Let me clarify this finding; it is suggesting that the mates prefer a marriage of convenience, but they are not sexually monogamous. What this evidence means is that we are not describing sexual behavior; we are witnessing an adaptation based on reproduction. In other words, it represents a social adaptation that is indeed useful in ensuring the next generation. The male vole chooses to stay with the female for life. Even though half of the litter does not biologically belong to him, he decides to remain as if all the pups biologically belong to him; it seems to make stable social arrangements for the community of the prairie voles and most of the animal kingdom.

Monogamy is not a physical attribute, but a behavior trait. The evidence was saying that this behavior was innate and not learned. Of course, no one knows for certain, because scientists are just unsure.

Carter simply noticed the vole society started to resemble that of humans and does not understand where that attribution originated. She believes that the voles have a social system resembling humans, often noting in her research about long-lasting bonds, two parents taking care of young, incest avoidance, and extended families: just like a human society.

Monogamy is an interesting trend that is common among all social animals, even bugs. Most bees go through their life without mating, which is right for the prairie voles. Carter calls this stage of life a “prepubertal” stage, although biologists have discovered that with the right mate, that intimate spark could immediately change things.

Carter and other biologists have found that each half of the young couple finds the other by chance while they are still in that prepubertal state, but the encounter itself triggers a response in each that looks very much like going through puberty. The male especially is transformed in a matter of hours from a clueless state, to a focused partnership that lasts for life.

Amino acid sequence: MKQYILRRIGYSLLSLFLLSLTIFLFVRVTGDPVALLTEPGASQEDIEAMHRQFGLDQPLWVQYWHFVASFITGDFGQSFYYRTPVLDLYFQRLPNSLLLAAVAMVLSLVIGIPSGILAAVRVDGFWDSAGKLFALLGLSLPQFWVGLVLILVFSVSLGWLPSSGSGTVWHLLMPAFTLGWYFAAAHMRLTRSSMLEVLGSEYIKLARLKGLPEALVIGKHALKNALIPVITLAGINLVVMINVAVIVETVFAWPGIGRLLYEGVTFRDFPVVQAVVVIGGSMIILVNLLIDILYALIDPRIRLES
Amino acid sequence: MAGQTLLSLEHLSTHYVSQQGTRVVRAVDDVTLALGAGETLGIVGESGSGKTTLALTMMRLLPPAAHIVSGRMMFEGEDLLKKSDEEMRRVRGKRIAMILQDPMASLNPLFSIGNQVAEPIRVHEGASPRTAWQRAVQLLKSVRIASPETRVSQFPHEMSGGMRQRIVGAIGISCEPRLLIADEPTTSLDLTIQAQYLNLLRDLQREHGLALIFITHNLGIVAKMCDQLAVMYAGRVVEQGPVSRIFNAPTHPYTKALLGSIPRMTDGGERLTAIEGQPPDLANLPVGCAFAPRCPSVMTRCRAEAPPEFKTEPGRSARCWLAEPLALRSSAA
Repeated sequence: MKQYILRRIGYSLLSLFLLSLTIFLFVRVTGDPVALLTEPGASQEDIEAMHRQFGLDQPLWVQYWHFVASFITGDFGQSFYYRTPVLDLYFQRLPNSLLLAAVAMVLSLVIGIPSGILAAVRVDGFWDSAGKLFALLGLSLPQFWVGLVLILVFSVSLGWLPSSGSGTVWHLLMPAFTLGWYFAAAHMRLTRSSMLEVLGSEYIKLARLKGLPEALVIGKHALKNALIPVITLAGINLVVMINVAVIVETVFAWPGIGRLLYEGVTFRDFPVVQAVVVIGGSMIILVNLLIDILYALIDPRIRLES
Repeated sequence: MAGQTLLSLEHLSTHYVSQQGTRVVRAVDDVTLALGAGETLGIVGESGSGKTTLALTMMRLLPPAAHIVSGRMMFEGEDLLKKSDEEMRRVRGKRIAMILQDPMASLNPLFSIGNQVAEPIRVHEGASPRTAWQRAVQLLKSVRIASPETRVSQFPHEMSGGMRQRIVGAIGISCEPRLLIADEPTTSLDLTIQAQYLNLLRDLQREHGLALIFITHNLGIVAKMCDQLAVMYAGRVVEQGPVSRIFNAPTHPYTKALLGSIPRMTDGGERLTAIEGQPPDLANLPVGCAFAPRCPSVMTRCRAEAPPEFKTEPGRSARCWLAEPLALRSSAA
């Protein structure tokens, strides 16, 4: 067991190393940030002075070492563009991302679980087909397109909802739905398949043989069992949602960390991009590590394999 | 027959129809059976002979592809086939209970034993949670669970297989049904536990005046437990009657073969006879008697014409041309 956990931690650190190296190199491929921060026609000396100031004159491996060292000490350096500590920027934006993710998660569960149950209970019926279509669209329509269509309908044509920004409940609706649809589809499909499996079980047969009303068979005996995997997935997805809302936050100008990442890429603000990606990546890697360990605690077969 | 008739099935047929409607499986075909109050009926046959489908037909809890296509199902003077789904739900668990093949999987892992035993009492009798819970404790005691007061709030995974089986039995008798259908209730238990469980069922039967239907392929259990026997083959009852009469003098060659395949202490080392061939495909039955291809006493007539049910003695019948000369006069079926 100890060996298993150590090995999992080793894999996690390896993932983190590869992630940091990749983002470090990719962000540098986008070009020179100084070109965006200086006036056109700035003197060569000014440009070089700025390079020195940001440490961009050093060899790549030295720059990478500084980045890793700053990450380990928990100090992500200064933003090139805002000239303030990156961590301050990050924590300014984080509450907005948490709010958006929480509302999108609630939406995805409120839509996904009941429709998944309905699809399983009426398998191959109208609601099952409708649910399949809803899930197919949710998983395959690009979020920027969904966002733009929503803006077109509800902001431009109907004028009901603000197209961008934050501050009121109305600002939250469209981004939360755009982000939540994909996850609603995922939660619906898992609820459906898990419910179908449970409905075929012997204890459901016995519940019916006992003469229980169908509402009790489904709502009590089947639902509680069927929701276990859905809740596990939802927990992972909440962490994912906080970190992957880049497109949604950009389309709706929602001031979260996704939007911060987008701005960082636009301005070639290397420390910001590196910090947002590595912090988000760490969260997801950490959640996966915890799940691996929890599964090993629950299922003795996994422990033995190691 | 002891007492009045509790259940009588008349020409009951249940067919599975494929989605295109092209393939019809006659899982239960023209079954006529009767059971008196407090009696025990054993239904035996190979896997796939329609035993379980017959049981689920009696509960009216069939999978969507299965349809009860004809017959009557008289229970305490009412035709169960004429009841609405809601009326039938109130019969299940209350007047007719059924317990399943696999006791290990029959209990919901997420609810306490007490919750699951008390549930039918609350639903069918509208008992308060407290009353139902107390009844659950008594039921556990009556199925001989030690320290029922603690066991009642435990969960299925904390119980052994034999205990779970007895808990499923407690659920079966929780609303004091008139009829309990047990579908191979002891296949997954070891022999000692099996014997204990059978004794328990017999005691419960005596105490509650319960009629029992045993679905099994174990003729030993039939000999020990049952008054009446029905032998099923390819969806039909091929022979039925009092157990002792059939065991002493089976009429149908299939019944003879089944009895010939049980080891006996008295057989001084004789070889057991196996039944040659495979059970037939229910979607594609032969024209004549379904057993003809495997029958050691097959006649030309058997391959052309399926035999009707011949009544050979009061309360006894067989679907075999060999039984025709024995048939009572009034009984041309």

Carter’s research discovered that the biomolecule responsible for this transformation was oxytocin in the female and vasopressin in the male, or, the “binding chemicals.”

So what are these THE BINDING CHEMICALS
Today there are hundreds of laboratories worldwide advancing the work of Carter, focused on this one single chemical. One of the early moments of this research with the binding chemicals involved giving oxytocin to species such as rats.

Males of this species do not stick around after the kids are born, helping out mom. In other words, these males are inclined to be just what they are… rats. However, the oxytocin-dosed rats adopted monogamous habits, including taking care of their young.
This experiment was also done on their nearest relative, the prairie voles, and found that the oxytocin dose enhanced their brains to feel the effects of the oxytocin with the same behavior shift as the rats.

To date, oxytocin research has discovered that these biomolecules have a role in birth, lactation, and even sexual attraction. It also showed a role in bonding between mothers and young rats and sheep.

In the book The Moral Molecule, the author looks at this chemical and discusses its implication for autism research. Keep in mind; autism is characterized by a lack of social ability that seems at the center of oxytocin. Oxytocin enhances capacity to recognize faces and other social skills like understanding emotions.
A 2013 issue of Science magazine jumped on the oxytocin bandwagon with this article:

“Few substances produced by the human body have inspired as much hoopla as oxytocin. Recent newspapers articles have credited this hormone with promoting the kind of teamwork that wins World Cup soccer championships and suggested that supplements of the peptide could have prevented the dalliances and subsequent downfall of a, particularly high-ranking U.S. intelligence official. Although the breathless media coverage often goes too far, it reflects a genuine and infectious excitement among many scientists about the hormone’s role in social behavior”.

Well, I hope you are smarter than to go down this road of frenzy Big Pharma because we have gone down this road toward the allure of the magic bullet before with their rat studies of single pathways solutions. Even Carter feels that making a drug out of oxytocin is “arrogant and stupid.”

Dr. John Ratey, M.D., author of Go Wild, tells us that vasopressin, the other biomolecule, is what gives us the ability to persist during hunting and, as David Carrier explains, is why humans were born to run. In fact, modern Bushmen still do persistence hunting in the desert; they often do it without drinking water due to vasopressin. Even today, we can observe groups of men who hunt and women who go on daylong gathering trips; they take nothing more than an ostrich eggshell full of water to last the whole day, under the desert sun.

The bushmen would run full days during a hunt in scorching heat, on an amount of water that some people advise modern runners to drink every half hour.
The data is demonstrating to us that the advice to drink lots of water during a run may be wrong. South African researcher Tim Noakes showed that runners who were the most dehydrated after marathon-length races tended to win. Of course, I would not recommend not drinking water during a race because of Noakes’ research but use common sense.